“The brew methods are extremely specific and wildly divergent from current US, Denmark and Australian methods.”
Along the way, they’re looking to redefine the preparation and enjoyment of coffee in their own — entirely Colombian — image. The brew methods are extremely specific and wildly divergent from current US, Denmark and Australian methods. The ratio for their pour overs? 32g of coffee for 260g of water. That’s nearly double the current standard. Water temp? 200F. That’s three degrees cooler than other methods and each degree matters as much as each click of the burr grinder.
I love Devoción coffee. I love their baristas. I love the joy and care of the owners when they speak about Colombia and the strange, rare qualities of its coffees. But I’ve wondered if they might be insane, before. To come into a high-pressure market, like New York, and bring an entirely different ethos and methodology with them could have been suicide. But, lucky for them, it’s paid off. Not only are they expanding into other locations, they are currently the providers of the most expensive cup of coffee in New York City, since their Wush Wush coffee has been offered at Eleven Madison Park for $34 in a special tableside preparation. That can only happen when you’re doing something right.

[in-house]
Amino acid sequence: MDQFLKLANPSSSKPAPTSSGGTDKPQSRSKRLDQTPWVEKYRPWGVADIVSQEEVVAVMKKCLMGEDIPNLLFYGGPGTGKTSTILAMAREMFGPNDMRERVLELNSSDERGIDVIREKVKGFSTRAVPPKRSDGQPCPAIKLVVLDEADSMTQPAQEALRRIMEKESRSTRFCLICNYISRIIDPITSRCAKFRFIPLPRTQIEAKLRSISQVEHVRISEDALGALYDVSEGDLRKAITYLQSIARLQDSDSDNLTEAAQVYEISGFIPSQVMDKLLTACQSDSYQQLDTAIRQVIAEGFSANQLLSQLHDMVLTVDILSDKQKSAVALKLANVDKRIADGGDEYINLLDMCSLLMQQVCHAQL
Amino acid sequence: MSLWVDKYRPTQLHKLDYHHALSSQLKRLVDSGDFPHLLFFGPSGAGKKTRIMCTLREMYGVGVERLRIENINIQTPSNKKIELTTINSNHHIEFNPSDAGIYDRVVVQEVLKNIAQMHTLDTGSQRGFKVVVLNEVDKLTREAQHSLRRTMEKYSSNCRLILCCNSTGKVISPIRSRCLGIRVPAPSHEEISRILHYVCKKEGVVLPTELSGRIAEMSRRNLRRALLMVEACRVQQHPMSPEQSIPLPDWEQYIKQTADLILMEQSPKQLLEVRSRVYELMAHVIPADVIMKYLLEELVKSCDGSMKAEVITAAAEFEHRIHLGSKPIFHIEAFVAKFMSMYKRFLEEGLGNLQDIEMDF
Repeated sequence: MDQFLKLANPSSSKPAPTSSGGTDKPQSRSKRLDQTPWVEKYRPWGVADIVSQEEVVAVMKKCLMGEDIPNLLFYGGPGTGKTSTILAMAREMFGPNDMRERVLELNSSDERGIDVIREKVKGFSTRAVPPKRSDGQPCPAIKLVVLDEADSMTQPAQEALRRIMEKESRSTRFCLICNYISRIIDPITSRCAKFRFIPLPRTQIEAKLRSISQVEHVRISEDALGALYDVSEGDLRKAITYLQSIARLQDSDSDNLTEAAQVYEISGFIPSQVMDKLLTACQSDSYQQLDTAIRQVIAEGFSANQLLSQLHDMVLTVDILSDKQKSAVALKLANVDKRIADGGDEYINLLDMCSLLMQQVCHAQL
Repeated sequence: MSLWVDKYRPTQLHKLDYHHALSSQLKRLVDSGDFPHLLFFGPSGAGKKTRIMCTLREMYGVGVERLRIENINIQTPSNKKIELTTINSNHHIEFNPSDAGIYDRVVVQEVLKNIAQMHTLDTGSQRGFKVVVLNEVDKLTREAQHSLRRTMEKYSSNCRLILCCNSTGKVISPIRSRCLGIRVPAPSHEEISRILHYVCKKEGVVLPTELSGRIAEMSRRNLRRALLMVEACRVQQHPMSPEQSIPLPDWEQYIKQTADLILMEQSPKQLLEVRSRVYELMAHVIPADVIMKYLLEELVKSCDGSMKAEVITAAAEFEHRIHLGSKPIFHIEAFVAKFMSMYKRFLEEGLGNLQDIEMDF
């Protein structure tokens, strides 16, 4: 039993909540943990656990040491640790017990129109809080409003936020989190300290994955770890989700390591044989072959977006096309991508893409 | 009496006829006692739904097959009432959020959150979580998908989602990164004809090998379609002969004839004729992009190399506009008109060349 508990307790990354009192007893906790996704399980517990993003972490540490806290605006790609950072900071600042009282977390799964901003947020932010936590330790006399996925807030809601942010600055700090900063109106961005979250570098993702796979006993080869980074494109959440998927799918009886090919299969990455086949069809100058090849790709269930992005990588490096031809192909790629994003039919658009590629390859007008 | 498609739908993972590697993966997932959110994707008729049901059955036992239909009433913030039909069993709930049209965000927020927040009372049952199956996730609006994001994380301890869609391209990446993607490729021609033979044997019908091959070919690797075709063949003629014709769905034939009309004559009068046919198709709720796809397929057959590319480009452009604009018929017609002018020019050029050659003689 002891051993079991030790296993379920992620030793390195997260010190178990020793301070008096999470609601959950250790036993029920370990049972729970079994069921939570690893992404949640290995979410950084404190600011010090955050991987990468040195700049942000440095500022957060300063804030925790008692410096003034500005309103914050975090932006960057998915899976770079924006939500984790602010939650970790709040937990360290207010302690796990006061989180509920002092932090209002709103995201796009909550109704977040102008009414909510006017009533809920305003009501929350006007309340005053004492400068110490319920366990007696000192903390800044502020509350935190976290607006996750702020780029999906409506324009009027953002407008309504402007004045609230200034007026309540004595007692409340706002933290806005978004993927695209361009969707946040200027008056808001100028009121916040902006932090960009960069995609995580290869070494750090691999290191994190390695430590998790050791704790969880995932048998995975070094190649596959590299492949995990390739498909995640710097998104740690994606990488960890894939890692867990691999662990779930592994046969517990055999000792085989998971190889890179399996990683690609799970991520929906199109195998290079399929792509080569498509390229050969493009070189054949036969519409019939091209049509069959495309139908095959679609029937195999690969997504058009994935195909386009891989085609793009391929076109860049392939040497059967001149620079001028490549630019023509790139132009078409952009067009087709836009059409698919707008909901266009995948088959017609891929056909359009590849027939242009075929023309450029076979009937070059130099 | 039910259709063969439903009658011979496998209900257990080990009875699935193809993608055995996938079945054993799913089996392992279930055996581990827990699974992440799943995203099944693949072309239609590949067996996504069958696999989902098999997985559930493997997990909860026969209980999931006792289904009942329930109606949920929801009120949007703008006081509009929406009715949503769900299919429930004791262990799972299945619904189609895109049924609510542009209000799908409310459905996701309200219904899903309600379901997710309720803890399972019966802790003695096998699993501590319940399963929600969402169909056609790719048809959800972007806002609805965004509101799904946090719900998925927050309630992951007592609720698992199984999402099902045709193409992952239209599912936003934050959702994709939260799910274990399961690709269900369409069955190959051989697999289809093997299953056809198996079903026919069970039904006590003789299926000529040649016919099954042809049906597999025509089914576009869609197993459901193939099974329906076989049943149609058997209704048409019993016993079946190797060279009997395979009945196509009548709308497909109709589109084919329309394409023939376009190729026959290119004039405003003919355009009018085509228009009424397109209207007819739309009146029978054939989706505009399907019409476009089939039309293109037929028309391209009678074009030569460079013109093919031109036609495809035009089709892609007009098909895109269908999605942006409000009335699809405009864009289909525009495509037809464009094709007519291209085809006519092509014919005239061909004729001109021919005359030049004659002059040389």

All that being said, don’t expect to have an easy time brewing Devotión’s coffees at home, even when you follow the beautifully designed home brew cards, that they include with every order. The following coffees are profiled in order of difficulty. The first are quite easy to master as espresso or Cold Brew. The final coffees are incredibly technical coffees that require practice to master.
Coffee. Curated. Roaster Roundup: Devoción Coffee